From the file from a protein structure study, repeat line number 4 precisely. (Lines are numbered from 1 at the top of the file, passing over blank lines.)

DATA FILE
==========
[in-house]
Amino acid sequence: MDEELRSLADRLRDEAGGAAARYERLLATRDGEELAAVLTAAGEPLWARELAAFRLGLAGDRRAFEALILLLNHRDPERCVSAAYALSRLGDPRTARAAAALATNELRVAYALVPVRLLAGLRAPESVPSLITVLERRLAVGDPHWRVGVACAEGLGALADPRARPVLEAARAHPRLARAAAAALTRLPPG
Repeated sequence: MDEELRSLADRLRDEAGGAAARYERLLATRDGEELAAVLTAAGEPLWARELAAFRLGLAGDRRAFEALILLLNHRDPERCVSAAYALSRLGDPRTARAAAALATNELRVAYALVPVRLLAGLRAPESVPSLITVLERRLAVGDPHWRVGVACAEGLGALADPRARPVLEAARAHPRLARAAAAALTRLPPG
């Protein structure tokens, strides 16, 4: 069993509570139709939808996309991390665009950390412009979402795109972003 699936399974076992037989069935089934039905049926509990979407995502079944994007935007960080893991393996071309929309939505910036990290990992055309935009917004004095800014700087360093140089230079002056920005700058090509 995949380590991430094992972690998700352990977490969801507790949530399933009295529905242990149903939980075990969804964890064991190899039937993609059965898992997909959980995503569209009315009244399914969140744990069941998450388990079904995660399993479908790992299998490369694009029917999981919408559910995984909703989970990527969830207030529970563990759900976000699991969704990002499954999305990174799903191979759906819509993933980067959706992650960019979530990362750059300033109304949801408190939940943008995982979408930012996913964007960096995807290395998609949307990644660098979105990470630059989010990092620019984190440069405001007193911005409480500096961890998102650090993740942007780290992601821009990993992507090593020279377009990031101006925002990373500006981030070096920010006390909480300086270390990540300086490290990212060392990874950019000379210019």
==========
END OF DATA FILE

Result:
């Protein structure tokens, strides 16, 4: 069993509570139709939808996309991390665009950390412009979402795109972003 699936399974076992037989069935089934039905049926509990979407995502079944994007935007960080893991393996071309929309939505910036990290990992055309935009917004004095800014700087360093140089230079002056920005700058090509 995949380590991430094992972690998700352990977490969801507790949530399933009295529905242990149903939980075990969804964890064991190899039937993609059965898992997909959980995503569209009315009244399914969140744990069941998450388990079904995660399993479908790992299998490369694009029917999981919408559910995984909703989970990527969830207030529970563990759900976000699991969704990002499954999305990174799903191979759906819509993933980067959706992650960019979530990362750059300033109304949801408190939940943008995982979408930012996913964007960096995807290395998609949307990644660098979105990470630059989010990092620019984190440069405001007193911005409480500096961890998102650090993740942007780290992601821009990993992507090593020279377009990031101006925002990373500006981030070096920010006390909480300086270390990540300086490290990212060392990874950019000379210019």